Processes of Evaluation

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The processes of evaluation can run smoothly and with precision when you plan carefully and follow a formal structure. Otherwise you can find yourself sitting in a car enthusiast's garage surrounded by engine parts. The engine being the evaluation project. The processes you will explore are: planning the evaluation, collecting and analysing data, writing up your findings, and preparing a formal evaluation report.

Evaluation planning

To develop the evaluation plan over the next few weeks, a series of activities will be carried out, starting with this one.

Icon activity.jpg
Activity Four - describe the background and rationale, goals, and decisions - on your project wiki using the evaluation plan template (on eMIT in Course Activities).
  • Email the lecturer with the name of your group, and the members so that a Group space can be allocated with the project wiki.
  • Decide on the type of evaluation - formative or summative - based on the Reeves and Hedberg model, or another one you wish to use (please discuss this with the lecturer).
  • Explore the reasons for your evaluation project, goals and the decisions to be made - begin the plan.
  • Add the evaluation plan template to your wiki space in your group.
  • Remember to post your ideas about your evaluation project on your blog.


  • Revisit the eLearning Guidelines for New Zealand: to help formulate your 'big picture' questions.
  • Use the Evaluation Cookbook to decide on some recipes for your project. *Look at the Evaluation Planning section of the companion web site for the book by Reeves, Thomas, C. and John G. Hedberg (2003), Interactive Learning Systems Evaluation, Englewood Cliffs: Educational Technology Publications.

Road Works.svg Work in progress, expect frequent changes. Help and feedback is welcome. See discussion page. Road Works.svg

Tackling the plan

Data collection matrix

Questions   Data collection method 1                 Data collection method 2        Data collection   method 3       

Collecting and analysing the data

For this project, the analysis will be kept relatively simple. However, once you become more experienced in conducting evaluations, you may wish to explore more advanced methods of analysing your data. At that stage it is advisable to decide how you will analyse your data when you are writing up the evaluation methodology for your plan.


Quantitative data

  • Descriptive statistics such as frequencies - numbers and/or percentage, averages, median, mode and standard deviation. See: Descriptive statistics.

Qualitative data

There are a number of methods you can use and this depends on the type of data you are collecting. In the project for this course, it is best to keep it simple. Therefore, you may like to use thematic or content analysis to investigate themes and patterns.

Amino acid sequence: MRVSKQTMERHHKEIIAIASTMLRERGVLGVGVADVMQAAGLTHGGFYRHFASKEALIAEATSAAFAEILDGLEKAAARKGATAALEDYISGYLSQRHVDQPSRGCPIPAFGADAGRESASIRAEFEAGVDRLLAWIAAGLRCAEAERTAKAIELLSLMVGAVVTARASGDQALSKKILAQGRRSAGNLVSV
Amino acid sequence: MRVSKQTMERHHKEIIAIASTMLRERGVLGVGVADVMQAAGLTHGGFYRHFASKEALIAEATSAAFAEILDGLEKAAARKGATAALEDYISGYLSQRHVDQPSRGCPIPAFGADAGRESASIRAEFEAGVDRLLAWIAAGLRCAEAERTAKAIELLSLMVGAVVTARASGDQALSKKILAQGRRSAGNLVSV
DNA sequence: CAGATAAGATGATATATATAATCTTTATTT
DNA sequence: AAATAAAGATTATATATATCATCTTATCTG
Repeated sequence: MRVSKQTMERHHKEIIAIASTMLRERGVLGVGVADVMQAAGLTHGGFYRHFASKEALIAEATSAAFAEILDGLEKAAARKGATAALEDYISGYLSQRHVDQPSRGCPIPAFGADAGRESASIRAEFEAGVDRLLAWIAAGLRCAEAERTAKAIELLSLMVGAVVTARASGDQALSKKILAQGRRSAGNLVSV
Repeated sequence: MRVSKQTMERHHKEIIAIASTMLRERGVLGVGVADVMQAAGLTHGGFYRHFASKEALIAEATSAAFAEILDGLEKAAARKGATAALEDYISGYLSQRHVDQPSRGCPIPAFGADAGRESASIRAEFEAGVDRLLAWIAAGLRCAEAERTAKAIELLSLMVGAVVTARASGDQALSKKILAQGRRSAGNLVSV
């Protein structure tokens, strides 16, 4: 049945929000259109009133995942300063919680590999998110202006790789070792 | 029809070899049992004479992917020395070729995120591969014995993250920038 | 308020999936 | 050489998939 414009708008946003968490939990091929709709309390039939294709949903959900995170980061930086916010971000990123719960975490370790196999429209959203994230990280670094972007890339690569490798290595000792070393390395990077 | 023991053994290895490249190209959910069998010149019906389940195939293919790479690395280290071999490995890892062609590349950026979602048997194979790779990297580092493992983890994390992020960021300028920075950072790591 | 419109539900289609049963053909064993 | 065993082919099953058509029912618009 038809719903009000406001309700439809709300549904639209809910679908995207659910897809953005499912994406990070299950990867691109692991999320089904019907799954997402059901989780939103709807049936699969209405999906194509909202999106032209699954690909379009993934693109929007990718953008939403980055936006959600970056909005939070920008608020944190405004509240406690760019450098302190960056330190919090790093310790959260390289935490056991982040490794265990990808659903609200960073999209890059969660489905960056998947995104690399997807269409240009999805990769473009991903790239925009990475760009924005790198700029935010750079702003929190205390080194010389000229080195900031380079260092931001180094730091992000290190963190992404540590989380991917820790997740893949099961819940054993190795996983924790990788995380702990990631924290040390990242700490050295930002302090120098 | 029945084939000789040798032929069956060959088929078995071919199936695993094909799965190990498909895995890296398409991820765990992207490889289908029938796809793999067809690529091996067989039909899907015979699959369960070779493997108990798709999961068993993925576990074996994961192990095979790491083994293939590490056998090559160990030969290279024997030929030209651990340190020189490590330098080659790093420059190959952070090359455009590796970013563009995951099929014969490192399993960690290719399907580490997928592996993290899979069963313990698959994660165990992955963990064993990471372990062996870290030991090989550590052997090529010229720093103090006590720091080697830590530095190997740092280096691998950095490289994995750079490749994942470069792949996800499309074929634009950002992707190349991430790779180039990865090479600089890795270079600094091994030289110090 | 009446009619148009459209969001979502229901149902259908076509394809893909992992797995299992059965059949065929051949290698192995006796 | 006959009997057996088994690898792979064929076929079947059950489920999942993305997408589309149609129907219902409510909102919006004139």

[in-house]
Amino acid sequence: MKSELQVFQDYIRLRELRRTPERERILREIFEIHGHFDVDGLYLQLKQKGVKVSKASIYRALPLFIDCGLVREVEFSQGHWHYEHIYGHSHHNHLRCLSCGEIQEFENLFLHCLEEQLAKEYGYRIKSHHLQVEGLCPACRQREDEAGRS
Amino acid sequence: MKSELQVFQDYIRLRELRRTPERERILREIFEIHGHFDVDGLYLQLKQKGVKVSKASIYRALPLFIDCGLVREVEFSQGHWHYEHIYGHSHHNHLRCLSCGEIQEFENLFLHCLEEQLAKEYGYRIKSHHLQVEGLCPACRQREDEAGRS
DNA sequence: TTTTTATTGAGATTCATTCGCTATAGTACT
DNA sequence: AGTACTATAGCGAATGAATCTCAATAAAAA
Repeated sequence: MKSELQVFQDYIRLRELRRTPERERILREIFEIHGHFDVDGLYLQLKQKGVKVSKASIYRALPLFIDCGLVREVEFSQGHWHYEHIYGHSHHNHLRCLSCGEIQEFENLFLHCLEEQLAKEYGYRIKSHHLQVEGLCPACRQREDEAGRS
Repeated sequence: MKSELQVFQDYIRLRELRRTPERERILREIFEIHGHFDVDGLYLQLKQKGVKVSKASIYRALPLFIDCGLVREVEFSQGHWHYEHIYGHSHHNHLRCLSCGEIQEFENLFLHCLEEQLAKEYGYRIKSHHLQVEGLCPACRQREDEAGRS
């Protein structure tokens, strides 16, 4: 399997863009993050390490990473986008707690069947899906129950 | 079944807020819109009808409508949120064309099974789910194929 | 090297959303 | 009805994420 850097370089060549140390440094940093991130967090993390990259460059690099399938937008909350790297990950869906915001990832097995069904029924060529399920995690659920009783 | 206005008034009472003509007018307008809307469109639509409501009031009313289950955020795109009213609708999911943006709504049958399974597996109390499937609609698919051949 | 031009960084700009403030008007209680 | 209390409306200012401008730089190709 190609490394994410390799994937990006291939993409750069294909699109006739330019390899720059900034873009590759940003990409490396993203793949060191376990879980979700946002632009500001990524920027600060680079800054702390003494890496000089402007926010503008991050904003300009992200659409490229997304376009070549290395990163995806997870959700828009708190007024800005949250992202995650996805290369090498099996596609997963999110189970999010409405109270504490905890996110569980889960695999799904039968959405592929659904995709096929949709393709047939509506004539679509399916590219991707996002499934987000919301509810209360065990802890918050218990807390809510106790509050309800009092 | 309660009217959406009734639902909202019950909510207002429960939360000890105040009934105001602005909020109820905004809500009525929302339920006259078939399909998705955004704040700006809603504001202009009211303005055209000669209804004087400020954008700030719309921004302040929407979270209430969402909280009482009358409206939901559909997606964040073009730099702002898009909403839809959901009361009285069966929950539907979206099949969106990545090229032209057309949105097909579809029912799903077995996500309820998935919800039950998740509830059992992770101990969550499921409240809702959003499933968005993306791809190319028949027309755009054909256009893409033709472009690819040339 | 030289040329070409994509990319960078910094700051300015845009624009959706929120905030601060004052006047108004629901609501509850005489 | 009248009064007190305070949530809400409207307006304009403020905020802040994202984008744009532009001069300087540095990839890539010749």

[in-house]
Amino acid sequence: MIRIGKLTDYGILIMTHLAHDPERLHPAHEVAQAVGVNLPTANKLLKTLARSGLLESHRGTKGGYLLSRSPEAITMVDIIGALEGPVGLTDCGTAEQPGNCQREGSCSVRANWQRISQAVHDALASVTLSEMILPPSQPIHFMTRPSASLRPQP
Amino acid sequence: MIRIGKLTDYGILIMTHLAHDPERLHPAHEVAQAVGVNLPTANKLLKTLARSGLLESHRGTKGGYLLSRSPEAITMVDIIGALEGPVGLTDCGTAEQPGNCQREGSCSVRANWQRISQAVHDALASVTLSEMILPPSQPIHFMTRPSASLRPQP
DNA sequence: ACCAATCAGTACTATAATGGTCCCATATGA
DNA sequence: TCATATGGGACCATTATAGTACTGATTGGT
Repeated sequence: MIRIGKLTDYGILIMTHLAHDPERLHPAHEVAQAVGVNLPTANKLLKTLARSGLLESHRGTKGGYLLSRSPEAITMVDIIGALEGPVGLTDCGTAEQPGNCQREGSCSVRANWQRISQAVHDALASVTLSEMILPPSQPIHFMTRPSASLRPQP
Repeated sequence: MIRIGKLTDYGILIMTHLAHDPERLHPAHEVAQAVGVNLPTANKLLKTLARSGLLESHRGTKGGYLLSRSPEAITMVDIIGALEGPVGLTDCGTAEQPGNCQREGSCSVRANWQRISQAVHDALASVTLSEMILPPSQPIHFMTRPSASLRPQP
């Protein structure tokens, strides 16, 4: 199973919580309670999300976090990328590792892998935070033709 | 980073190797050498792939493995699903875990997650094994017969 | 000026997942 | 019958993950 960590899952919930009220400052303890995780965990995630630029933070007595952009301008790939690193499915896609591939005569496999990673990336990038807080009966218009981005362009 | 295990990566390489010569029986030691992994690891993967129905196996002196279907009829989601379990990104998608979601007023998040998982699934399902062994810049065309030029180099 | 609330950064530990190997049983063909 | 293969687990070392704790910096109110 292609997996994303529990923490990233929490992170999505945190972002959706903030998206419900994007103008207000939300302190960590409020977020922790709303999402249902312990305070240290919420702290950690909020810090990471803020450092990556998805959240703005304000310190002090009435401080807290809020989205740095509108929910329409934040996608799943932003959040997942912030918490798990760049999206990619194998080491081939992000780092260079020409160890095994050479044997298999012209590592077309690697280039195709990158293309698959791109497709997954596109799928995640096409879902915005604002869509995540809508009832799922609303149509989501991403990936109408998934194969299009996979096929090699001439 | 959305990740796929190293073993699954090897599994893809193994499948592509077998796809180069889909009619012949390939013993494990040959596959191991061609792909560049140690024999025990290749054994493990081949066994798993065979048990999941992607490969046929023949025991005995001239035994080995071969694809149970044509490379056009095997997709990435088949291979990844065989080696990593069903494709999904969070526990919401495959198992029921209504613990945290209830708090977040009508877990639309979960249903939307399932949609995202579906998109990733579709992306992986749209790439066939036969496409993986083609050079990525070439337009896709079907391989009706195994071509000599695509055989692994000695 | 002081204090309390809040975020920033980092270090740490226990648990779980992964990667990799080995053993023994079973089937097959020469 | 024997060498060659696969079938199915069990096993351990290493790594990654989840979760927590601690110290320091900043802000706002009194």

• Theme - this is the specific factor or feature.
  • Pattern - this is the general trend shown by the factor or feature.


Theme - people say they like using the LMS.

Pattern - % satisfaction with LMS - can be low or high.

  • Thematic analysis - looking for specific factors or features which show up more that once.
  • Content analysis - investigating what is written and how it is written.

Documents, text, or speech are examined to see if particular themes emerge. You may look for items which are most often mentioned, and also how themes interconnect. Sometimes what is not mentioned or is avoided can become an important theme. (Ratcliff- no date available.) For example, students may have a low rate of attendance at classes held on web conference, and a high rate of attendance at face-to-face classes, and no-one mentions they dislike online tutorials, but it appears they avoid going to them. Therefore, the theme is attendance, and the pattern is the rate of attendance.

Sometimes content analysis is based on a particular theory, e.g., Diana Laurillard: The Conversational Framework. Also rules determine how the data is analysed. For example:

  • The size of the data unit - word, sentence, phrase, paragraph. Once a decision is made, the unit must be used consistently.
  • Units of meaning are sorted into categories. Sometimes categories are pre-assigned (if using theory), and/or they can be developed once the data is scanned for themes.

Writing up the findings

This is the fun part. Once you get responses to the surveys and interviews, think carefully about how you will present the data. There are lots of ideas in the exemplars. Tables are great for most data, and you may decide that a graph shows your findings better. It is best to have either a table of graph in the Results section, but any tables you create can go in the Appendix if they are not used in the Results section. I find bar graphs are generally the most helpful, just make sure you keep them simple. It is better to have several small and easy to read graphs than one big, messy one with everything on it.